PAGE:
Ken Robinson, in a talk in March this year, reminded the audience at Learning without Frontiersthat education involves a teacher and a learner and nothing should be added to that without there being a need for it.
He said: “[the politics, architecture, trade union agreements, publishers, examination boards have] formed a kind of sclerosis around it”. And over the past few weeks of sitting with and listening to teachers and children across my school it strikes me how right this sentiment feels. The overriding sense I get from teachers, both new and experienced, seems to be one of policy and initiative fatigue, which have left teachers confused about what it is they should really be doing and consequently children as well. In other areas of my job – at the moment looking at how curricular targets are set for children in English – the amount of vague, sometimes nonsensical and very rarely clear guidance available, only served to confirm the suspicion.
I agree with Gove (and this is likely to be the only time I ever have the opportunity to write that…) about the need to strip back the curriculum and get back to basics. And the basics are? Well, teaching children to read, write, speak and listen effectively (and even with flair) seems as good a place as any to start.
To return to Robinson’s thought, of the few things I think should be added to the teacher/ learner equation are high quality children’s books. It’s necessary as a model for the children’s own writing, as the best model teachers can use to show how readers go about decoding a text, the behaviours they embody, the questions they ask of a text, the discussions they have around it and the sense they make. The more I’ve looked at my own reading history, the more I see the importance of enjoyment in my (continuing) development as a reader. I want to help put some of the pleasure back into the teaching of reading and writing, something that too easily gets pushed to the side when literacy initiatives pile on top of each other. And lots of the research I’ve been reading recently (including this), as well as common sense, tells me if children are motivated to read and write, they will achieve more highly and push themselves further. My own research with our current cohort of Year 4 children confirms this, showing children who report they do not enjoy reading tend also to be the children report reading less and also children who achieve lower in standard assessments.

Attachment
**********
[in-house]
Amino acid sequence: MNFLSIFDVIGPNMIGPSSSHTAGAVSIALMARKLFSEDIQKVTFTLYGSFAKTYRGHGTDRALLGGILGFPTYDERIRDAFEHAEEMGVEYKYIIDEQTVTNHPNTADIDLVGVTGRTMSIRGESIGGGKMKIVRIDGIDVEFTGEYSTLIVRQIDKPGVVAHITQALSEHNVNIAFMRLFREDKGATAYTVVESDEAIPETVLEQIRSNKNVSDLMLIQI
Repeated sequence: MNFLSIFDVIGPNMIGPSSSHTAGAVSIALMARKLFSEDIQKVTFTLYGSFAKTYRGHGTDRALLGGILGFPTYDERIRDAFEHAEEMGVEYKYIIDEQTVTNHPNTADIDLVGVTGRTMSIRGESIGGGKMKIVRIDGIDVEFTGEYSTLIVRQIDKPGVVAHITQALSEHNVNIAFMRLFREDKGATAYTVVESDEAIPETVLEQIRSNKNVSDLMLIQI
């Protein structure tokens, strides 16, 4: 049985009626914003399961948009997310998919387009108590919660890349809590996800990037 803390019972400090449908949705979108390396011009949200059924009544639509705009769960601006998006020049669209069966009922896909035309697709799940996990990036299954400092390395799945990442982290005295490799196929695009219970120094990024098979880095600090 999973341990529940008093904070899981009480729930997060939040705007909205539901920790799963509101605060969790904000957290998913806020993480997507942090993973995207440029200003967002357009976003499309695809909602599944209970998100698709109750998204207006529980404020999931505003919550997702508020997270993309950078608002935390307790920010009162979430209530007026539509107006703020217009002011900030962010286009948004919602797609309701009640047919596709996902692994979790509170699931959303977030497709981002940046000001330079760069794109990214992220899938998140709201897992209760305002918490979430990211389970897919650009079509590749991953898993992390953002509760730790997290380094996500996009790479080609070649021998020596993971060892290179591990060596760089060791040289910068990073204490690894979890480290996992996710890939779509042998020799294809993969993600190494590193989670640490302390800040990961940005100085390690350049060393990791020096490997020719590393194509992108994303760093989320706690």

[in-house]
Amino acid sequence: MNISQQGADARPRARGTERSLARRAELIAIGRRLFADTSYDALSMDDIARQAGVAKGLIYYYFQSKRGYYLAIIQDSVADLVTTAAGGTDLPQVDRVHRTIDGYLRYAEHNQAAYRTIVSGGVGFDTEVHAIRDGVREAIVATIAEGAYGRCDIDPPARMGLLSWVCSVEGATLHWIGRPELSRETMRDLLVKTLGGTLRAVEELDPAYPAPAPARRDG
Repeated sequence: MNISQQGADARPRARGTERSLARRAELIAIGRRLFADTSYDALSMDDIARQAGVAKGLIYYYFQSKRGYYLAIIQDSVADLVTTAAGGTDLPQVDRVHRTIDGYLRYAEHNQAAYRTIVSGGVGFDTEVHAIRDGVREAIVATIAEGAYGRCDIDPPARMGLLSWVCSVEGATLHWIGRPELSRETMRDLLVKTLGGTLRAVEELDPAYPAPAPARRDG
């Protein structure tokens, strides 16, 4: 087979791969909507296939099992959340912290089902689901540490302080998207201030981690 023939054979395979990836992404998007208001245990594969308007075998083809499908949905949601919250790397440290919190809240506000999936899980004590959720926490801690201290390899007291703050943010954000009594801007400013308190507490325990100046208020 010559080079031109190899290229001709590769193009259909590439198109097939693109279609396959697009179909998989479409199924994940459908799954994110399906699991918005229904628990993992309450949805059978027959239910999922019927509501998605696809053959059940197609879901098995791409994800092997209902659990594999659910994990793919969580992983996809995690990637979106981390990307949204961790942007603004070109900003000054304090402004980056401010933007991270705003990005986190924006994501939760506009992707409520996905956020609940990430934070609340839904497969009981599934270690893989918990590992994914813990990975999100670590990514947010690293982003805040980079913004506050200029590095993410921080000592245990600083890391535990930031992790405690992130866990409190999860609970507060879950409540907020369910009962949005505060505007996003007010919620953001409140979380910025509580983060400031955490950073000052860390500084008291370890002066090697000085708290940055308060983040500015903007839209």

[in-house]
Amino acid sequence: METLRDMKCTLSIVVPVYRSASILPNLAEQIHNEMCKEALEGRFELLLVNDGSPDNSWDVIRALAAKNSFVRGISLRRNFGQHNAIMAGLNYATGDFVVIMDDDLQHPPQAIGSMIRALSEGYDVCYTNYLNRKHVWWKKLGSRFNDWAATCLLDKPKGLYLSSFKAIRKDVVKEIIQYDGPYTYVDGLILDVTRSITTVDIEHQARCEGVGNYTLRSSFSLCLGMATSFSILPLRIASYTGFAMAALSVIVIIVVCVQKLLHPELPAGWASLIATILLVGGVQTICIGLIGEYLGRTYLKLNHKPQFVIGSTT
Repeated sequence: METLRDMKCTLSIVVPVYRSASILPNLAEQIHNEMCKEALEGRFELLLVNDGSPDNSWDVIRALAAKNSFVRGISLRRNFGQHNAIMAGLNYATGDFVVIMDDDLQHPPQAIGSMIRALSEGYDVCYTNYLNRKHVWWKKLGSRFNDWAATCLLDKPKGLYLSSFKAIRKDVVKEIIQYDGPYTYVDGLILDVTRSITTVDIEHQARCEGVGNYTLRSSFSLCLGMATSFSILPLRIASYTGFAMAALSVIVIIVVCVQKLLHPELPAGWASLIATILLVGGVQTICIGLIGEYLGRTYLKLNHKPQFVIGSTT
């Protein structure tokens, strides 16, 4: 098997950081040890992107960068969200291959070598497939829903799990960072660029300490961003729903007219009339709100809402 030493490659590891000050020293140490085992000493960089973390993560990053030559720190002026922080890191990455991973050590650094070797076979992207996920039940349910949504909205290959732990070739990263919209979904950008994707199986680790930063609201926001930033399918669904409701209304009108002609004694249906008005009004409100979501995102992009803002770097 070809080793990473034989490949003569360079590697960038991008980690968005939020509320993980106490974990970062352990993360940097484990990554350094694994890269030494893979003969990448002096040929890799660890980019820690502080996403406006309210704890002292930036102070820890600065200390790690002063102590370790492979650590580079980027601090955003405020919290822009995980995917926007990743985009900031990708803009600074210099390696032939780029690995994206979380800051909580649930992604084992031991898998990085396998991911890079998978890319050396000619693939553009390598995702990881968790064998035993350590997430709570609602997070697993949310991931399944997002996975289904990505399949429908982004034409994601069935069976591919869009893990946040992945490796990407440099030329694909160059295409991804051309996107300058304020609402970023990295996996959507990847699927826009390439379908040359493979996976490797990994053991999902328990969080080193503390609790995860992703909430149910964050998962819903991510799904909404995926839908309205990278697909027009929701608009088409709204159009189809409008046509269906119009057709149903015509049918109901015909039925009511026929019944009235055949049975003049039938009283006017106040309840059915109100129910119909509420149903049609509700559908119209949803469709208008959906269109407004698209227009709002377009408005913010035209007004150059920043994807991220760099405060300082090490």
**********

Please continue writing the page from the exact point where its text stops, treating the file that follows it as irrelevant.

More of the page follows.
The first step in this journey for me is to look at the books the children have access to at school, in their classrooms, reading schemes, libraries and other spaces around school (I’ve had fantastic fun today picking out 70 or so picturebooks, poetry anthologies and short story collections for the opening of our reading garden), and also increase the importance we place on reading for pleasure by developing our school libraries, pushing against the trend of library closures and cutbacks to ‘non-essential services’. It seems at a time when library services increasingly find themselves under pressure, we ought to be placing more and more importance on these services as providing an essential part of developing the people who will keep our knowledge economy strong and contribute to a happier and fairer society.
To paraphrase Ken Robinson again, education is a process of helping people engage with the world around them and understand themselves, and the best children’s books help them understand, explore and wonder at the world around them and engage with themselves and others.
Currently reading: The Hobbit, Dick King Smith’s Harry’s Mad, Polly Dunbar’s Penguin, Anthony Browne’s Dad and Adrian Chambers’ Tell Me.